Klein’s family has been completely supportive throughout his career. His mother, now 90, was the first person he showed the book to. “She is pretty straightforward and direct and I thought when I showed her the book she’d be the first to say, ‘Well, do you really think you should put a picture in with someone’s pussy out there?’ but she really didn’t. She was so proud of it.” In other words, Klein’s upbringing gave him nothing to rebel against. So I understand why he’s curious to know why he’s the way he is, especially when he’s never felt he needed therapy.
“I always thought it’d be really interesting to send all my pictures in a box to a criminal psychologist, because I’d like to find out myself,” he says. “I did try to search out why I was attracted to these kinds of images. There’s a part of me that does look for excitement and danger. But the thing is, I’m probably too afraid to experience it myself. So I probably would say to you, growing up so isolated, I was extremely intrigued with being voyeuristic and watching people. So that makes sense. I like observing people. I like people that are exhibitionists, because I’m not an exhibitionist. I’m quite shy by nature, although I prefer to be around people that are more extroverted. I’m quite attracted to the idea of drama, not in my life, but I do like the idea of dramatic people. I get along great with the most difficult people in this business because I’m probably a very empathetic, compassionate person. I’m everything that my pictures aren’t.”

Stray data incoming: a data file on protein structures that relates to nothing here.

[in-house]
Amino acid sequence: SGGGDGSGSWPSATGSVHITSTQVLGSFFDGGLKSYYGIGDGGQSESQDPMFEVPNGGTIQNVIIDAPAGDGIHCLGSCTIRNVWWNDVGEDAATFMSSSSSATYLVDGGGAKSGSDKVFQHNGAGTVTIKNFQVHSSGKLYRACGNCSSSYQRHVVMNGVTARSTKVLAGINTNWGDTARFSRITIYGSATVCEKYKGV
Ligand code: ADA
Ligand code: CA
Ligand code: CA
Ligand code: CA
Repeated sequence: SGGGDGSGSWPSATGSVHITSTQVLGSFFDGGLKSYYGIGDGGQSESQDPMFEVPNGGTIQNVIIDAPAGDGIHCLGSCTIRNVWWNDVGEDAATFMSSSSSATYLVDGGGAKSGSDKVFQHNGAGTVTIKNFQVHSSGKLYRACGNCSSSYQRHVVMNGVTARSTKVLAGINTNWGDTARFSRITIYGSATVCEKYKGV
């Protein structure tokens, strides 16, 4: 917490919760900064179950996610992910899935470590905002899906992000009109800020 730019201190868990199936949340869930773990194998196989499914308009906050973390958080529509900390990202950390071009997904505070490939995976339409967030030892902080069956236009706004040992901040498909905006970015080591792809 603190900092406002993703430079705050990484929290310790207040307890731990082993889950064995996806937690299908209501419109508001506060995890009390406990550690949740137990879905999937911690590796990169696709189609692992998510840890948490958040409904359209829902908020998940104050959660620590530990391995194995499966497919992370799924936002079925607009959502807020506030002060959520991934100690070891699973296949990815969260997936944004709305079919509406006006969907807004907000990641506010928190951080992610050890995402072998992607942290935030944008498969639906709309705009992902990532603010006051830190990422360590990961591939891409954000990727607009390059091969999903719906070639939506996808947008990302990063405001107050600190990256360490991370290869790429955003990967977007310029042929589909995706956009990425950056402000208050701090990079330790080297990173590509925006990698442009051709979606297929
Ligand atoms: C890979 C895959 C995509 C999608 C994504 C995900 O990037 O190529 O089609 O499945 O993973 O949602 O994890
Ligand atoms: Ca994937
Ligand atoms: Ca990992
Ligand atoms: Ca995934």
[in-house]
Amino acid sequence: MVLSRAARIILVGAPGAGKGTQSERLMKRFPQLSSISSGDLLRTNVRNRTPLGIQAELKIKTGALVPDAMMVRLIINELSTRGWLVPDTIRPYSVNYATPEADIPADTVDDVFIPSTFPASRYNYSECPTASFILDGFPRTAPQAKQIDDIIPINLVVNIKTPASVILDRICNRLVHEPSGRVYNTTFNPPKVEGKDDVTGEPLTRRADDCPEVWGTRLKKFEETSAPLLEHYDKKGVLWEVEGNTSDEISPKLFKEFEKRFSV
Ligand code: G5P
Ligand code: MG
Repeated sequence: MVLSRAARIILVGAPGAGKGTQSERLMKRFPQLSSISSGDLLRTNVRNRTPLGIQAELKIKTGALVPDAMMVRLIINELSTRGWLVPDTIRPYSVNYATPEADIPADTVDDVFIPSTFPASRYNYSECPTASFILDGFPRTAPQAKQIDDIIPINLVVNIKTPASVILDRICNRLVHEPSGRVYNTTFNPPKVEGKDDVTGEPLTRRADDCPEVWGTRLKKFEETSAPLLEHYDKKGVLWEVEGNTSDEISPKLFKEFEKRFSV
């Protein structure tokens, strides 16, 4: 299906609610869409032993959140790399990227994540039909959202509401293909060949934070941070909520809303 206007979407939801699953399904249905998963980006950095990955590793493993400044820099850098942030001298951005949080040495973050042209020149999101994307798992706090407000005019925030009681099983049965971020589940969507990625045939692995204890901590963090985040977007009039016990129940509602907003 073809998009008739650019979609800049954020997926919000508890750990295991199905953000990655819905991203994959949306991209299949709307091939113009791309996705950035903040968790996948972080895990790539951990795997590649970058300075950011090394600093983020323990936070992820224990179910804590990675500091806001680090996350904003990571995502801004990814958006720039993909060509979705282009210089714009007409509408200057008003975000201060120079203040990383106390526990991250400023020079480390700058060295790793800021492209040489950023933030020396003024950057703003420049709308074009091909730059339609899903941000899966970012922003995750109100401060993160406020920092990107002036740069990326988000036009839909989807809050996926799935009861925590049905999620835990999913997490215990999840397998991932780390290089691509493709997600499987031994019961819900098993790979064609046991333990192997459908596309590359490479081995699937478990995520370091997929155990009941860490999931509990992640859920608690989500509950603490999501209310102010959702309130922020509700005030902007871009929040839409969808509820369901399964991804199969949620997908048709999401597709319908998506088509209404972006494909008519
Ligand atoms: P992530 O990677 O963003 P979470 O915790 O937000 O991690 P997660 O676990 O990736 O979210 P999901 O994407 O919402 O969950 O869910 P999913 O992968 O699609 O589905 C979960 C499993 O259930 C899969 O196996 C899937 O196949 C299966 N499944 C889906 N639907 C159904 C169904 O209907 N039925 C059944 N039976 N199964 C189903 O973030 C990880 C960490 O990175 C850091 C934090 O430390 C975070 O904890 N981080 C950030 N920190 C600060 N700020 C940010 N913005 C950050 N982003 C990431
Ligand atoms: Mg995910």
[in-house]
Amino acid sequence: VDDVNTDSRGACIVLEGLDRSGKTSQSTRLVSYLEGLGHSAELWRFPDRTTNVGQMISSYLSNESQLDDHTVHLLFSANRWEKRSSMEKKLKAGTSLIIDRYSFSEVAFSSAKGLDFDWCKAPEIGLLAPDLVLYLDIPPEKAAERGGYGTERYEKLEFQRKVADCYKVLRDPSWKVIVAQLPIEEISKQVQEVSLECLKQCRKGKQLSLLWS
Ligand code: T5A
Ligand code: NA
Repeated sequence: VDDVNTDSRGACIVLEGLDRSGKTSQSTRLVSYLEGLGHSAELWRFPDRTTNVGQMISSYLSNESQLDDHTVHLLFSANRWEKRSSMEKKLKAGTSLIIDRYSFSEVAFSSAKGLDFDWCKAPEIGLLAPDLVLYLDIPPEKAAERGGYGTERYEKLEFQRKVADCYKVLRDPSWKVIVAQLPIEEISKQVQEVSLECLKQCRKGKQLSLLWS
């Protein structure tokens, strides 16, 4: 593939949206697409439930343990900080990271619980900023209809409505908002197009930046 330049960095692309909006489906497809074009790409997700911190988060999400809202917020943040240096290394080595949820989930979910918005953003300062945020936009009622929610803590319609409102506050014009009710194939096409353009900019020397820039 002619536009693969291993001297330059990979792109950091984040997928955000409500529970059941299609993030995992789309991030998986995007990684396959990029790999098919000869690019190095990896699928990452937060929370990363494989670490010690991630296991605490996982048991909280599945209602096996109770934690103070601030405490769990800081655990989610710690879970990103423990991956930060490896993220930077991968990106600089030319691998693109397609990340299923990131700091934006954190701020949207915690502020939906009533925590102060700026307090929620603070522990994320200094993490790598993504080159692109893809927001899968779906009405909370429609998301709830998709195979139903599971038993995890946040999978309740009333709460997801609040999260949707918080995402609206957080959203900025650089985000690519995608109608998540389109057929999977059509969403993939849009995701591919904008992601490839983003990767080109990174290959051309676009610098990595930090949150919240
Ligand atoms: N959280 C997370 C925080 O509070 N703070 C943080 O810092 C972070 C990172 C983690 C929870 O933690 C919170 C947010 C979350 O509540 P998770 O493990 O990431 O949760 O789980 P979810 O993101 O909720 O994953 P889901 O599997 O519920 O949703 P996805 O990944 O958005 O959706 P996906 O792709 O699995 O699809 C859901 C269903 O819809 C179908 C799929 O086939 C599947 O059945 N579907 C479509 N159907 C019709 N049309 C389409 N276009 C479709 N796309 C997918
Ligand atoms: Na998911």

There, in a nutshell, is the root of the hold that Steven Klein has on the fashion industry. He can make the most famous people in the world do seemingly anything. Like Jackass for pop cultural icons. Is that Madonna reenacting Marilyn Monroe’s death scene? Brad Pitt in the aftermath of male rape? Brangelina having a particularly toxic domestic fight? Kim Kardashian naked outside a motel? One frame from Klein’s book lingers with me because it so wildly counters its subject’s public image. The always cyborg-immaculate fashion plate and perennial Klein muse Daphne Guinness is photographed in Mustique, though the glamorous locale is utterly irrelevant. She is sprawled on the ground in desperate straits, achingly vulnerable, beehive akimbo, lipstick smeared. If you spent your entire existence in the spotlight’s glare with never a solitary hair out of place, maybe you too would crave the licence that Steven Klein gives you to let yourself go.